A solenoid valve controls the flow of fluid in a tube or duct. Different mechanisms are employed to control the media, which means a wide range of these valves to cater to the variations.
In addition to the designs, these valves come with different operating mechanisms. Here, we take a look at the 5 types of solenoid valves and their working principles.
1. Direct Acting Solenoid Valve
These valve types employ the simplest operation to work. A direct acting solenoid valve consists of a plunger that closes a small orifice directly, without relying on an outside force.
These types of solenoid valves are fast acting. They can also operate under different pressures, from the lowest to the maximum allowable levels.
A direct acting solenoid valve can be a NO (normally open) or NC (normally closed) valve. When a NO valve, the orifice closes on the application of an electric current.
In a NC, direct acting valve, the orifice remains closed and opens when the solenoid coil windings are energized.
A variant of the direct acting valve is the 3 way 2 position solenoid valve. It operates identically to the 2/2 valve, with only differences in the way it exhausts fluid. It can do so using a seal at the plunger top or bottom.
The use of direct acting solenoid valves comes with advantages and disadvantages. These valves are fast acting and accurate. Another advantage is that these valve types can work with different line pressures, from low to high.
The downsides of direct acting solenoid valves are mostly in their strength and size. Because the valves depend on the closing force provided by the solenoid coil, they usually need a lot of current to operate.
This often means large solenoid construction, especially if the systems are large-scale.
2. Pilot-Operated Solenoid Valve
Also called an indirect-operated, a pilot solenoid valve utilizes the pressure difference across the valve ports to close or open the orifice. The working of these types of valves is somewhat more complex than that of direct acting valves and with a few more parts.
Here is how the pilot solenoid valve works.
A diaphragm separates the inlet and outlet ports of these types of solenoid valves. On the diaphragm is a small hole tha allows the medium to flow into the upper chamber. A small duct connects this chamber to the low-pressure port.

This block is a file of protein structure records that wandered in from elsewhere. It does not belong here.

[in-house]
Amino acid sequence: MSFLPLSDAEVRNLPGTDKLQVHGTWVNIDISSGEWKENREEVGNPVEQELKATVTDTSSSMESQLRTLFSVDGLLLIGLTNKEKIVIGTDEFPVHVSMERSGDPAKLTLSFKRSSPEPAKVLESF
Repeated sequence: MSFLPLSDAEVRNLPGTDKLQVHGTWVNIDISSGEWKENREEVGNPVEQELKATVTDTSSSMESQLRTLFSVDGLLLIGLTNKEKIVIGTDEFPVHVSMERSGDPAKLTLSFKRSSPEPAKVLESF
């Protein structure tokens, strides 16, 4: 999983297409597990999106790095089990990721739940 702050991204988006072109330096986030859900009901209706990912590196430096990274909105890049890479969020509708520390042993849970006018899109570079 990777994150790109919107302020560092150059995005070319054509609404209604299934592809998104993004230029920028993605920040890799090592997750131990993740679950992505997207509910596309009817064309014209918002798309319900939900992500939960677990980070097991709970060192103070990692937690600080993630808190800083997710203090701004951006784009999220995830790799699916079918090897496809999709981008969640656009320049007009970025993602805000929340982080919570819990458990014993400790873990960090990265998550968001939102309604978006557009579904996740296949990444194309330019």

The system’s pressure and a small spring keeps the valve closed. When the solenoid is energized, the pilot orifice opens, causing the pressure in the upper chamber to drop.
This results in the diaphragm lifting and the medium to now flow freely from the inlet to the outlet port.
The pressure chamber in a pilot-operated solenoid valve serves to amplify the closing and opening forces. This enables small solenoids to operate a high-flow line.
Because of this amplification of pressures, this type of solenoid valve mostly doesn’t require large amounts of current to operate.
Despite their powerful operation, pilot solenoid valves have several limitations. They are a one-way solenoid valve, capable of regulating a medium that only flows in one direction.
Pilot solenoid valves are also slower than the direct acting types, plus they need a minimum operating pressure level, unlike direct solenoid valves that can work with 0-bar circuits.
Pilot solenoid valves are suitable for systems with sufficient pressure differences, such as irrigation systems and car wash equipment.
They’re most commonly used in applications where flow rates or capacities are high. These include systems that control the flow of water such as faucets.
3. Two Way Solenoid Valves
These valve types use two ports to close or open the flow of fluid. A 2-way solenoid valve is classified as normally open if the orifice allows media to flow when the coil is de-energized and normally closed if energizing the coil allows fluid to flow through either port. The NC or normally closed solenoid valve is more common than the NO type.
Two-way solenoid control valve systems where only release and restriction of media is needed. These include air compression machines and similar equipment.
4. Three Way Solenoid Valve
A 3-way solenoid valve usually comes equipped with three ports and two different orifices. The two orifices open alternatively, according to the state of the solenoid coil.
Typically, these valve types have two inlet ports with a single outlet. When used in this design, a three way solenoid valve mostly mixes two different fluids.
Some three way solenoid valves utilize two outlets and a single inlet port. This kind of design allows the valve to control the flow of a medium in one of the outlet ports by directing it into the other. 3-way solenoid valves can be found in common home appliances such as the household dishwasher.
5. Four Way Solenoid Valve
This type of valve utilizes four ports; two pressure inlets and two exhaust outlets. 4-way valves are commonly used to work double acting solenoid valve actuators.
The inlet ports provide incoming pressures to the actuator or cylinder, and the outlet pipes are exhaustive pressure openings.
Solenoid valves come in different types, with different working mechanisms and constructions.
The type to use depends on many factors. Mainly, the required action dictates the design and working principle.
Direct acting and 2-way solenoid valves suit systems where only shut off is needed. Complex systems that mix or direct fluids require more than the simple action.
In those circuits, additional ports are required.
Overall, each type of solenoid valve suits specific applications.